Moreover, if you purchase from Lucky Light Bank's Amazon storefront, Lucky Light Bank will extent the free replacement warranty out to 30 days, In my experience, 30 days is more than long enough for any problems to rear their ugly head. You usually know in 30 seconds if the light is a lemon. Warranties and reliable/predictable customer service add cost to products. You get what you pay for in the end.

Only you can decide if that's worth the extra cost to you.

I should add that Lucky Light Bank has a 100% rating over the last 12 months based on nearly 300 Amazon reviews. Make of that what you will.

Even better, because it is an Amazon storefront, and the orders are fulfilled through Amazon, you get all the benefits of dealing with Amazon. Fast shipping, easy returns, etc. There is something to be said for dealing with Amazon, right? I mean, try getting satisfaction from any of those Chinese based venders like Banggood, Gearbest, or DX (the list is long, so I'm not going to mention all of them, but if you are into budget lights, you know who the culprits are) if you receive a dud light or something goes wrong after the sale.

Let's address the tactical nature of this light, shall we? Yes, it has a crenelated attack bezels at both ends and is hefty enough to be an impact device, which is all well and good, but what about it's suitability under the real psychological and physiological stress of modern combat.

In the end, I think the use of the word "tactical" is overused to the point of being meaningless. While the UI is simple enough to use day to day, it is, in my never humble opinion, far too complicated for use as a tactical light. The added complexity of two switches, which require fine motor skills and double your chance of mechanical failure, disqualifies the TD16, as it comes out of the box, as a tactical light.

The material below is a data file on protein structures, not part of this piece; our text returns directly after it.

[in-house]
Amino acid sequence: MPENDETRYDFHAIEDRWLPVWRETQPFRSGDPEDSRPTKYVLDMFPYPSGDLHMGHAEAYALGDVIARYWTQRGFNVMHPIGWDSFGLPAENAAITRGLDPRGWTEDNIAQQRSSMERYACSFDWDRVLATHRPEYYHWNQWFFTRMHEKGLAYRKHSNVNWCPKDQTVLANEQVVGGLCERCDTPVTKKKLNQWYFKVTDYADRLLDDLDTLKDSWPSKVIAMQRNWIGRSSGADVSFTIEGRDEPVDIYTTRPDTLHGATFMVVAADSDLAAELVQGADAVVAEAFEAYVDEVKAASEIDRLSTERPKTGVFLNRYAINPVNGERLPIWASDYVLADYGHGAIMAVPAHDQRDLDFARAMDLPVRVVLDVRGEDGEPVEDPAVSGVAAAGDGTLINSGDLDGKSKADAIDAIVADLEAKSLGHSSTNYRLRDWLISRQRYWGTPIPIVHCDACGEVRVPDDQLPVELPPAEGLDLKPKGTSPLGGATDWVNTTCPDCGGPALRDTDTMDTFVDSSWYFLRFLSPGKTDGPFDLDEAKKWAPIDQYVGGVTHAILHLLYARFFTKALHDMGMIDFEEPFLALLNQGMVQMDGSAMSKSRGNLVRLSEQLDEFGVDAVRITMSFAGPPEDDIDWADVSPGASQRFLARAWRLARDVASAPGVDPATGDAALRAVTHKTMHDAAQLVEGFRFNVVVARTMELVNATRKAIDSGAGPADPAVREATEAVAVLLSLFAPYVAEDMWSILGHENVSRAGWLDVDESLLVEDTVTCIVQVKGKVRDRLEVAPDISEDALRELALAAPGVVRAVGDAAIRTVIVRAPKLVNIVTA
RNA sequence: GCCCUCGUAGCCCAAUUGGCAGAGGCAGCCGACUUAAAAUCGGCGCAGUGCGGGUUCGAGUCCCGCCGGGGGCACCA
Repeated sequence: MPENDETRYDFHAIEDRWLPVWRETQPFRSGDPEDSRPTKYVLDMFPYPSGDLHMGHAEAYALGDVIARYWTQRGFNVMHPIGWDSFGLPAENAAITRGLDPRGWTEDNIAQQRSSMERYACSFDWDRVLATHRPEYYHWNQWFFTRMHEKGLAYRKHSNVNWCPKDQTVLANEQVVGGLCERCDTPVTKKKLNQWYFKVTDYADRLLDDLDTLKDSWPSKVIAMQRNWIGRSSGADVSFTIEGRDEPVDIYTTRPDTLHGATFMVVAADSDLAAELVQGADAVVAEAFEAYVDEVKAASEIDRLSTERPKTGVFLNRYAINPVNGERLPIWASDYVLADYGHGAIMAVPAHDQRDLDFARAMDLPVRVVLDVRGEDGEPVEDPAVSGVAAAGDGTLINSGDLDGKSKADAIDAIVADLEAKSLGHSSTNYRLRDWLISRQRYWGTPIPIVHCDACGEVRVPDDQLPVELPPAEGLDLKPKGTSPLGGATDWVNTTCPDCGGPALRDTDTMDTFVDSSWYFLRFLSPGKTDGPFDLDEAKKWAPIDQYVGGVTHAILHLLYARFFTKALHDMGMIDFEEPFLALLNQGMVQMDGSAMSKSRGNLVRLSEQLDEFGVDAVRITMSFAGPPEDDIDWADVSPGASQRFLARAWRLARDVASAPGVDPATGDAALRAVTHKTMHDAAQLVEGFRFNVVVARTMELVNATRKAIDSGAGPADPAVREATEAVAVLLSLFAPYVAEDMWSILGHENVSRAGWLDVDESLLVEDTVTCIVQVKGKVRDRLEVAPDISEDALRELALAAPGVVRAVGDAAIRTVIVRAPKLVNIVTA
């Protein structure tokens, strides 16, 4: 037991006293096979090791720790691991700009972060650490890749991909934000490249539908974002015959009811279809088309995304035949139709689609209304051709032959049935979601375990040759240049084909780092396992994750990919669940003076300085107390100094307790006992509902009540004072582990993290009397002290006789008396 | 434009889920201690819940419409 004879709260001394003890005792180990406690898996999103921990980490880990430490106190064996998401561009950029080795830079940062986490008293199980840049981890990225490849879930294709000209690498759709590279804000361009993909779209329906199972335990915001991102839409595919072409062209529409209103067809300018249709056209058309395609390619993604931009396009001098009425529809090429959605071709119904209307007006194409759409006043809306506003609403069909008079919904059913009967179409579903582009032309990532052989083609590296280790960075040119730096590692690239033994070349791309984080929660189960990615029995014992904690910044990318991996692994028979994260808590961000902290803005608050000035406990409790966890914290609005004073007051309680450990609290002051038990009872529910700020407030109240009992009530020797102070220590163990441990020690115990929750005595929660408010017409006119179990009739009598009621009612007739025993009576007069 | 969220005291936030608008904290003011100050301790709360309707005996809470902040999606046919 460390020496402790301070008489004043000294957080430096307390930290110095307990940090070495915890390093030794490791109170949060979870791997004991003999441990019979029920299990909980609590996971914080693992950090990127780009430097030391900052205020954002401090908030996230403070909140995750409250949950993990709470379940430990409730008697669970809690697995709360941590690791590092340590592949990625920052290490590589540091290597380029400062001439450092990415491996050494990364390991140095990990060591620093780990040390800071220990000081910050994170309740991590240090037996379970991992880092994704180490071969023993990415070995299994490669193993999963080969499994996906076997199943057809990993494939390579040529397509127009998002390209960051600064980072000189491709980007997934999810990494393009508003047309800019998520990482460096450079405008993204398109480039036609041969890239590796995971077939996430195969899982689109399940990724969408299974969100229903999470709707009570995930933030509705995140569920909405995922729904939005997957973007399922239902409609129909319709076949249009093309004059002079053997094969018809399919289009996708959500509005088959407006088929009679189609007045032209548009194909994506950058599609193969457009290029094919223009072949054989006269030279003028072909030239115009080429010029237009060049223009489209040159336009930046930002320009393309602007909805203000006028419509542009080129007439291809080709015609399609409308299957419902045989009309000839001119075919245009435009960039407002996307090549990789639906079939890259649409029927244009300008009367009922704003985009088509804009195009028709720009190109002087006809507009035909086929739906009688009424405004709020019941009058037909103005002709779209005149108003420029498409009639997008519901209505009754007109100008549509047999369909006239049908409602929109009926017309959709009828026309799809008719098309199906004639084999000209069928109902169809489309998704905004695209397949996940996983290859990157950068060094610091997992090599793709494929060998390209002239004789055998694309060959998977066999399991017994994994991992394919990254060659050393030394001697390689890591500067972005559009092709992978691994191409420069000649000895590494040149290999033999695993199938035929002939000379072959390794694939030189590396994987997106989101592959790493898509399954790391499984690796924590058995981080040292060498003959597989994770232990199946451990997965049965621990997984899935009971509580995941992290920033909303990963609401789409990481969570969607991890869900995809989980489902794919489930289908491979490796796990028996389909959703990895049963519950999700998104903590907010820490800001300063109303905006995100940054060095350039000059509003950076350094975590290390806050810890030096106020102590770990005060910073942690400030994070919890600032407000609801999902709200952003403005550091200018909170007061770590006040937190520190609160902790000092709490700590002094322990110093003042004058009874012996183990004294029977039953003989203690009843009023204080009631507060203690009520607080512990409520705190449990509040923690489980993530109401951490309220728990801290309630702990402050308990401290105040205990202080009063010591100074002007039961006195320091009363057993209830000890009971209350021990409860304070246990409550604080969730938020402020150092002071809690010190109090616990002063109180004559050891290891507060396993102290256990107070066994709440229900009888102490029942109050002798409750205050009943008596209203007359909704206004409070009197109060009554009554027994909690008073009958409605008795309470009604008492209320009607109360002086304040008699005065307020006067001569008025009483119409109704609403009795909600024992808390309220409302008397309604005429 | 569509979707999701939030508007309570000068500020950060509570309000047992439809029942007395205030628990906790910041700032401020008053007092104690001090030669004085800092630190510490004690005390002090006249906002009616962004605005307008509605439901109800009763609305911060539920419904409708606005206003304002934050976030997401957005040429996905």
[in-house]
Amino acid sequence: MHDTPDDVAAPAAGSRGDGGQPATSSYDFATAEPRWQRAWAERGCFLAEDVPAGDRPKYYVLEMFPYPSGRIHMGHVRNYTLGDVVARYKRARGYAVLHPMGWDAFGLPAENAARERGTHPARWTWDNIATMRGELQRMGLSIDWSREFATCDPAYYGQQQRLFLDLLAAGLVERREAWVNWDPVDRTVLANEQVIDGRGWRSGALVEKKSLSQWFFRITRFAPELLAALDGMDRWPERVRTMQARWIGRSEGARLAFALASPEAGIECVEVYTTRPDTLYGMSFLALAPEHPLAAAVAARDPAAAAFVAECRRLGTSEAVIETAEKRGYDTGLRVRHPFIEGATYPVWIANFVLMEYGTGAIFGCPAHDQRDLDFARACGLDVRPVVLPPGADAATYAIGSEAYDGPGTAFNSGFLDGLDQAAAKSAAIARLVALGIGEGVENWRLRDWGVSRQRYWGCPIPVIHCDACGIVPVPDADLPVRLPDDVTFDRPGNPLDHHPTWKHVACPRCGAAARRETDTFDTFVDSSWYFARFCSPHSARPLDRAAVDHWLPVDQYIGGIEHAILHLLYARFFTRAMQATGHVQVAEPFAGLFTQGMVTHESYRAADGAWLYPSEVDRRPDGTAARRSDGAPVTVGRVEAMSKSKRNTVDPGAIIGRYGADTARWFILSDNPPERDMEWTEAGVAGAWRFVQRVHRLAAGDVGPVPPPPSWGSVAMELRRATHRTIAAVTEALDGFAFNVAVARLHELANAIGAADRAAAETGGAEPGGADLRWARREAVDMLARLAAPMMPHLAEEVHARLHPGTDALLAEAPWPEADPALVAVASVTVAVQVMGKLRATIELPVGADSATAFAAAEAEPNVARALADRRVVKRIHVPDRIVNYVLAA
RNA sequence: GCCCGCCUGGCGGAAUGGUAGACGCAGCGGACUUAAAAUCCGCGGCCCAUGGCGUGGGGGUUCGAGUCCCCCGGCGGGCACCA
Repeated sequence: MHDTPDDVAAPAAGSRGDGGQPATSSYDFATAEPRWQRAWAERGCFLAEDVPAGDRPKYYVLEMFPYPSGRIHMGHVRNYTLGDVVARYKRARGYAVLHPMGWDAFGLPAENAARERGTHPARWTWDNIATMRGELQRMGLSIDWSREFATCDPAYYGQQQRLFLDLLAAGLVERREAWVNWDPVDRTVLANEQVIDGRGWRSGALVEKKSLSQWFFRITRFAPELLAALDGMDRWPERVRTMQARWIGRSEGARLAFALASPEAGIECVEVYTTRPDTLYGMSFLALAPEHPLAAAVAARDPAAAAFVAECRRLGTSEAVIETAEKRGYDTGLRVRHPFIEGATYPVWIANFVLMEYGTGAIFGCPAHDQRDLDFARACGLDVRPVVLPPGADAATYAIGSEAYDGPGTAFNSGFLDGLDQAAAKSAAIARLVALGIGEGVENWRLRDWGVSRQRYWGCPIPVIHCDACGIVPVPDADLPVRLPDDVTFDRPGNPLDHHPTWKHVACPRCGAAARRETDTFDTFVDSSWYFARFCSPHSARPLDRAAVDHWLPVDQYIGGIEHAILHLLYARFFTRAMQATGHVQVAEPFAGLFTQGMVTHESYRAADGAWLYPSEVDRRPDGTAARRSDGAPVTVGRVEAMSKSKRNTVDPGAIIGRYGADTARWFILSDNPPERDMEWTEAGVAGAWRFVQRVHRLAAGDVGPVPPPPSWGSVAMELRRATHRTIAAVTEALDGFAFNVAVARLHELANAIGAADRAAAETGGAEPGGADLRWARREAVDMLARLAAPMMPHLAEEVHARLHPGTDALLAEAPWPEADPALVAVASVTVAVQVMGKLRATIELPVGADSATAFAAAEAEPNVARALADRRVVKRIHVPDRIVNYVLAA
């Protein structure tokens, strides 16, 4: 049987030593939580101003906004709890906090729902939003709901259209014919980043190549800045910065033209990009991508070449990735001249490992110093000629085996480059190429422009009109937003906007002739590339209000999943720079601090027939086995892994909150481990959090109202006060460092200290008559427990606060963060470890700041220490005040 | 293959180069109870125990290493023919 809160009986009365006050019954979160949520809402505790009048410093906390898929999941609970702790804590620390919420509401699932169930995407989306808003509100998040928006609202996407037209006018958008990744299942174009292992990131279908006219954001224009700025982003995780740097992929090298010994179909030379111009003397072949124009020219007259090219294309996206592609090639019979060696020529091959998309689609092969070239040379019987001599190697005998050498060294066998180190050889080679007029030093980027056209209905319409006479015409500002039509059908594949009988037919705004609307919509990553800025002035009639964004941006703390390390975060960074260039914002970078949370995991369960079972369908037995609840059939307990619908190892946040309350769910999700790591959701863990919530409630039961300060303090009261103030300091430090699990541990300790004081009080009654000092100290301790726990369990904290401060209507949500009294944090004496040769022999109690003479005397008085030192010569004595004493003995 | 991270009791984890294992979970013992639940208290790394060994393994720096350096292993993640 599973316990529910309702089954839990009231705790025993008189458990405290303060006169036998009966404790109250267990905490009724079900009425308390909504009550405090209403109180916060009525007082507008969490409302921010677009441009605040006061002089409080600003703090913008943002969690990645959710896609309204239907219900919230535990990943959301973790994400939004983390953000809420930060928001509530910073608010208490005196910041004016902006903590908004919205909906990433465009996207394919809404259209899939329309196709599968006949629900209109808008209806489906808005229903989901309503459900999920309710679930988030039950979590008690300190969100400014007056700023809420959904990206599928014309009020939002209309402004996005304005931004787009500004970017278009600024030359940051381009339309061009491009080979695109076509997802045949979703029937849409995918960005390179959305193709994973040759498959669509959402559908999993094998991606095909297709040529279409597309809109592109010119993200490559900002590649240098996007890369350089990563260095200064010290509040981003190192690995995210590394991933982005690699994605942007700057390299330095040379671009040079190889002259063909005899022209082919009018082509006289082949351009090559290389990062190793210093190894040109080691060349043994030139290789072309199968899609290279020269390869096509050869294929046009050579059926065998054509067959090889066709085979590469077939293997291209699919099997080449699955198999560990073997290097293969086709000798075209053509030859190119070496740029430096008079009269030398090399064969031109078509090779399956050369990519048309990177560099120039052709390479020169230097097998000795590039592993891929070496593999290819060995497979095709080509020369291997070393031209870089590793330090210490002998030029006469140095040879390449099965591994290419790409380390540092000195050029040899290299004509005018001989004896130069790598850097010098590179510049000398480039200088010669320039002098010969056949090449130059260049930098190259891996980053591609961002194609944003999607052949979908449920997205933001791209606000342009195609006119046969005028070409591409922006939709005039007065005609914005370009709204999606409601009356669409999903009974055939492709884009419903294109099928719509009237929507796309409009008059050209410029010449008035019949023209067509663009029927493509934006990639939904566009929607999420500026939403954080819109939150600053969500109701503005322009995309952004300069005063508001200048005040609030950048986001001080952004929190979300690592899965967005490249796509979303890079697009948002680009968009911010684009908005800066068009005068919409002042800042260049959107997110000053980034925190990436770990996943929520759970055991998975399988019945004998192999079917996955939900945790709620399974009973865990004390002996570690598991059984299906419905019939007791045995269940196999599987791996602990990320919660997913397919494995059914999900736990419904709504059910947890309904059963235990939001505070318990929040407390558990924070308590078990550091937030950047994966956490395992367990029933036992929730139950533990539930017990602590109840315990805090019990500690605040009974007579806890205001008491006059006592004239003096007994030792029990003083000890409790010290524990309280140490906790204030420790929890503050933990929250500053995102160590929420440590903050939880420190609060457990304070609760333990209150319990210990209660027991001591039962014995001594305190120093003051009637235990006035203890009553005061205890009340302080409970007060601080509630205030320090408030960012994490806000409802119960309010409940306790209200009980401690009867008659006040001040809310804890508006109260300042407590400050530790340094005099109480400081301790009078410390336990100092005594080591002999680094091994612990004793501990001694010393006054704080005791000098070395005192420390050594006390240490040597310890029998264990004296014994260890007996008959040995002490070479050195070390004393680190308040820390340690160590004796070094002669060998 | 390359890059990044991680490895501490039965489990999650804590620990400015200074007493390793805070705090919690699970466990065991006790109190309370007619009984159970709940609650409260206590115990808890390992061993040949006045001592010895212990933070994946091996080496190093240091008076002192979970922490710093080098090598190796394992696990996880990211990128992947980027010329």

The main issue that prevents the TD16 from being a true tactical light is that it doesn't have what I consider an actual "tactical tail cap". For me, having a true tactical tail cap- one that does not click whatsoever- is an absolute requirement for a light to be of actual use in a tactical situation. A tactical tail cap should be press for on, twist for constant. Period, end of story.

Gross motor skills only. I mean, during the stress of combat, possibly wearing gloves, who among us is going to be able to lightly press a switch just enough to get momentary on? The answer is, "No one."

Plus, a switch that does not "click" is essentially just a big spring and, as such, is far less likely to fail under hard use. Those of you familiar with the standard Surefire P60 tail cap will know what I'm talking about. I go into this in great detail in the longer review video if you have the time or are interested in seeing a demo.

I am also of the opinion that a tactical light should be single mode. Why have any possibility of getting anything other than the maximum blinding and illumination output from a light when lives are on the line when you press the button?